In the wake of the revelations about the severity of long-term sexual harassment and discrimination at Activision-Blizzard, a number of formerly senior men who have since left the company are taking it in turns to very publicly say how completely dreadful it all is, and how very sorry they are, now that they’re no longer held to account. The latest is Diablo co-creator Chris Metzen, former senior vice president of story and franchise development, who took to Twitter.
Following Mike Morhaime’s late-night Friday apology, Metzen posted on Twitter late on Sunday evening, tweeting two images of text, explaining that it’s “later than it should have been.” He retired in 2016.
“We failed, and I’m sorry,” he begins. “To all of you at Blizzard – those of you I know and those of you whom I’ve never met – I offer you my very deepest apologies for the part I played in a culture that fostered harassment, inequality, and indifference.”
The part he played? Having the “privilege of not noticing.” Given pushback from some current and former Blizzard developers on whether or not those at the top could have truly not realised any of what was going on, it reads like A-grade level contrite self-absolution.
This is later than it should have been. Here’s my response. pic.twitter.com/0h8iF6a1JR
— Chris Metzen (@ChrisMetzen) July 24, 2021
Metzen was well loved during his lengthy time at Blizzard, responsible for world-building some of the most popular games ever made, and his decision to leave was eventually revealed to be due to serious mental health challenges he was experiencing. Anxiety and panic attacks meant he found he was unable to continue, and at the age of 42 was able to retire to dedicate his time to his family, including a new baby.
His apology goes on to say, that having read many of Activision-Blizzard staff’s experiences, “Friends and colleagues, people I have valued and admired for years, were directly harmed because I was not present enough to ask, to listen, to hear these stories when it mattered.” After acknowledging that he has trouble reconciling his experience and that of those who have suffered, he continues, “the yawning disconnect between my perception from the top and the crushing reality many of you experienced fills me with profound shame.”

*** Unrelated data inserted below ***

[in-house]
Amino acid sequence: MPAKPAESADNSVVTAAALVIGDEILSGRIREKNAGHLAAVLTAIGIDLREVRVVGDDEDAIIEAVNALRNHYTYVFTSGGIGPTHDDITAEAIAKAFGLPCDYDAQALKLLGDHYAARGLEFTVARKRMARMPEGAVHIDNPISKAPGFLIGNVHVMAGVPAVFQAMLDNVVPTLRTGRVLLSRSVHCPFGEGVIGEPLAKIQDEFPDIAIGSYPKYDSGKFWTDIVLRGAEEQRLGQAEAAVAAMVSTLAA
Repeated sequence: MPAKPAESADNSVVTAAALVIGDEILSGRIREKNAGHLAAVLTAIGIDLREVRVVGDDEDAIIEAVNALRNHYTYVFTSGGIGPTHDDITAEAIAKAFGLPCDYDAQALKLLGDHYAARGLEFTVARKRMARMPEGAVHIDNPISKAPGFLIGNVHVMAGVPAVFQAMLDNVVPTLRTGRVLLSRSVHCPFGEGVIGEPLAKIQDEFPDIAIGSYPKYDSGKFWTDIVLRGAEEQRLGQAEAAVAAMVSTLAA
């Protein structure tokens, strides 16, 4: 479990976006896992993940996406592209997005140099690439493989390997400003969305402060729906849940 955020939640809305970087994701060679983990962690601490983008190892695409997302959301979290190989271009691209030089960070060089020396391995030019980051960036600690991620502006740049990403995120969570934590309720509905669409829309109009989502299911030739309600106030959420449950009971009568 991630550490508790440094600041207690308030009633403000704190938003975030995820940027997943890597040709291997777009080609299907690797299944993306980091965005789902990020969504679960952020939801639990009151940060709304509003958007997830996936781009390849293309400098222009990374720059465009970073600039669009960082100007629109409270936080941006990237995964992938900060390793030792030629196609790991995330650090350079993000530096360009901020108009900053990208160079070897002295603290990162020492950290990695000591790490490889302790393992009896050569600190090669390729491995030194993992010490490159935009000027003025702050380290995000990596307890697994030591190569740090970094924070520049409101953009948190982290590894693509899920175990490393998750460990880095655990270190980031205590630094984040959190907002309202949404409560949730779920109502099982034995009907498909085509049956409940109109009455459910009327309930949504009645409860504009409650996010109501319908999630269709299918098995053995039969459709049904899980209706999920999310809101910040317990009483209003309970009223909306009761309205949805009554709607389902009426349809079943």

Metzen’s extended apology then goes on to go through the usual, “I have a wife and daughters,” segment of such things (‘some of my best friends are women’), before laying out some advice.
“It’s not enough just to say ‘I see you’ and ‘I hear you’ when terrible things happen to women in and out of the workplace. We have to be present enough and willing enough to ASK them what their experiences are day to day – and then do everything we can to support them with the respect, dignity, and opportunities they deserve.
“More than making the conscious choice to act this way, we must consistently and thoughtfully model this behaviour to those around us, hold each other accountable (and be ready to be held to account), and listen at every stage of the game.”
Metzen appears to mean very well in his apology, but I imagine that those who were working at Activision-Blizzard during his decades-long tenure, who were loudly raising these issues at the time, might not feel it. Also, it’s not immediately clear how many of them can retire at 42 to spend more time with their families.